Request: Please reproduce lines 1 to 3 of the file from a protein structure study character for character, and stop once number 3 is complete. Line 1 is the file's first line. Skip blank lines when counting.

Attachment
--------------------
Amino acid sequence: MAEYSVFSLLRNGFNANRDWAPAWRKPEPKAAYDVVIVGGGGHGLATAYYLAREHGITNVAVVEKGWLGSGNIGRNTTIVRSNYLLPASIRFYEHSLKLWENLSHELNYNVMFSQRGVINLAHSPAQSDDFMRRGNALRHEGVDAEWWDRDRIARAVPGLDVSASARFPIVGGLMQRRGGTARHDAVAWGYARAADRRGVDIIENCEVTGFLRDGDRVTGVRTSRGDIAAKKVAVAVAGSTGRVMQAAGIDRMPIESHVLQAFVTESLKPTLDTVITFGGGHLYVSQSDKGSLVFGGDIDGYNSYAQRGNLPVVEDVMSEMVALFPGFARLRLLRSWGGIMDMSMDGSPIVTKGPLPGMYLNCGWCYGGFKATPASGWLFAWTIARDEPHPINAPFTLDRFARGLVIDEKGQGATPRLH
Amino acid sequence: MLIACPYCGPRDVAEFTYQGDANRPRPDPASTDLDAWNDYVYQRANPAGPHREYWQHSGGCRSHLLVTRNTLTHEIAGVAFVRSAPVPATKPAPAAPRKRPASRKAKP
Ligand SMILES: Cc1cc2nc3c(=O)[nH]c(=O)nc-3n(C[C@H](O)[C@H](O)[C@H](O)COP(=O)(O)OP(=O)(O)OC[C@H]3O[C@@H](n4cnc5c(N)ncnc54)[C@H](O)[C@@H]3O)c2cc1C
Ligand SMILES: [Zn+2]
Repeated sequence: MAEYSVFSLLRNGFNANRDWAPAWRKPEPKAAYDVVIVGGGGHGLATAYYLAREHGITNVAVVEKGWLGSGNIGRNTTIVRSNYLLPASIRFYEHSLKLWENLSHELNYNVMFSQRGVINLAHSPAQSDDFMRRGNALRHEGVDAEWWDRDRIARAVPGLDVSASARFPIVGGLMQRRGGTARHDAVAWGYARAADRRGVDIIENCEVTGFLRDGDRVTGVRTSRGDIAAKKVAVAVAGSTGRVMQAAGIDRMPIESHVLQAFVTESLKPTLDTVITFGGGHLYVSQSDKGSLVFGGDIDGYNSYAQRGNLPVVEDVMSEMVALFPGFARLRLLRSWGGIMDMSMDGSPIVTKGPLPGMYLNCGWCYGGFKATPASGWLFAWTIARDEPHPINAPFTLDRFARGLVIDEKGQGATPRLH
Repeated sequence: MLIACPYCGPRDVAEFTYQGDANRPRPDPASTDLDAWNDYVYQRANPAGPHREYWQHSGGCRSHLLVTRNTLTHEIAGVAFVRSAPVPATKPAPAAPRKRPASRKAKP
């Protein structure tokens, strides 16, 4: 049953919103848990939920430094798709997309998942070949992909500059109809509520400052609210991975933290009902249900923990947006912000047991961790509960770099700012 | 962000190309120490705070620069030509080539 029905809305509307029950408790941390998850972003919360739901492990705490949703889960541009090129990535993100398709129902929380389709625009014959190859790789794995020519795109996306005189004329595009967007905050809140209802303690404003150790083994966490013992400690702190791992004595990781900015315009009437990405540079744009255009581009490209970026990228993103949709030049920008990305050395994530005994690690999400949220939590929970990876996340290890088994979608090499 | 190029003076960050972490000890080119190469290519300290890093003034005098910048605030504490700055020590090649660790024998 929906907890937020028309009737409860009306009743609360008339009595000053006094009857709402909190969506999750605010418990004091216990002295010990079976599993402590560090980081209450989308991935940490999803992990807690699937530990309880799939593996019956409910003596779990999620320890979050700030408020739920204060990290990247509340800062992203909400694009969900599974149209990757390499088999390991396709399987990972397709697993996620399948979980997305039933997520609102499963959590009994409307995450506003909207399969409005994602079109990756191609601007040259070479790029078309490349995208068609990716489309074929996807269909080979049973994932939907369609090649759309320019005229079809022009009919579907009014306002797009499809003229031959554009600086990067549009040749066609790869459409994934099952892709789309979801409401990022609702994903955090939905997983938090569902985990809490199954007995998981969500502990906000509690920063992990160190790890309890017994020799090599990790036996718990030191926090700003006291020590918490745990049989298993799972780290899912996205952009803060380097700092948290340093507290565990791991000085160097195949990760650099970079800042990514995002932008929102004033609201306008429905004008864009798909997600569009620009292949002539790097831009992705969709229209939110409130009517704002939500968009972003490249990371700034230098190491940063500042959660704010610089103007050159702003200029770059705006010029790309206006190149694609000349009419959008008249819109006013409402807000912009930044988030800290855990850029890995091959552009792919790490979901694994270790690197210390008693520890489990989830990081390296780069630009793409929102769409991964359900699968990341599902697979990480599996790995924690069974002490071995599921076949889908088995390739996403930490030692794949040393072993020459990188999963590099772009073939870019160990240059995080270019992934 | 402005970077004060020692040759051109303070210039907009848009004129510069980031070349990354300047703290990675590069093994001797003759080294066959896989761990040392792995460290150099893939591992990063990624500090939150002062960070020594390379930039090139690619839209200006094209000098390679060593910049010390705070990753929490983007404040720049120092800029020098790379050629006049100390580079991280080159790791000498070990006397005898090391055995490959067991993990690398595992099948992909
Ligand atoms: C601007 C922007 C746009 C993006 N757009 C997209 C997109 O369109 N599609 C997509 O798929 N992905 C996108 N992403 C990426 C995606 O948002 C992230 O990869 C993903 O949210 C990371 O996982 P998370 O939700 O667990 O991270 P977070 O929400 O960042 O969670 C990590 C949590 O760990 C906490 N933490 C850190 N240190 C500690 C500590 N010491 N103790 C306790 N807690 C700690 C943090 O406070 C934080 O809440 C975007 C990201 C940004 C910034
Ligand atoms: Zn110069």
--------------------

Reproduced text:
Amino acid sequence: MAEYSVFSLLRNGFNANRDWAPAWRKPEPKAAYDVVIVGGGGHGLATAYYLAREHGITNVAVVEKGWLGSGNIGRNTTIVRSNYLLPASIRFYEHSLKLWENLSHELNYNVMFSQRGVINLAHSPAQSDDFMRRGNALRHEGVDAEWWDRDRIARAVPGLDVSASARFPIVGGLMQRRGGTARHDAVAWGYARAADRRGVDIIENCEVTGFLRDGDRVTGVRTSRGDIAAKKVAVAVAGSTGRVMQAAGIDRMPIESHVLQAFVTESLKPTLDTVITFGGGHLYVSQSDKGSLVFGGDIDGYNSYAQRGNLPVVEDVMSEMVALFPGFARLRLLRSWGGIMDMSMDGSPIVTKGPLPGMYLNCGWCYGGFKATPASGWLFAWTIARDEPHPINAPFTLDRFARGLVIDEKGQGATPRLH
Amino acid sequence: MLIACPYCGPRDVAEFTYQGDANRPRPDPASTDLDAWNDYVYQRANPAGPHREYWQHSGGCRSHLLVTRNTLTHEIAGVAFVRSAPVPATKPAPAAPRKRPASRKAKP
Ligand SMILES: Cc1cc2nc3c(=O)[nH]c(=O)nc-3n(C[C@H](O)[C@H](O)[C@H](O)COP(=O)(O)OP(=O)(O)OC[C@H]3O[C@@H](n4cnc5c(N)ncnc54)[C@H](O)[C@@H]3O)c2cc1C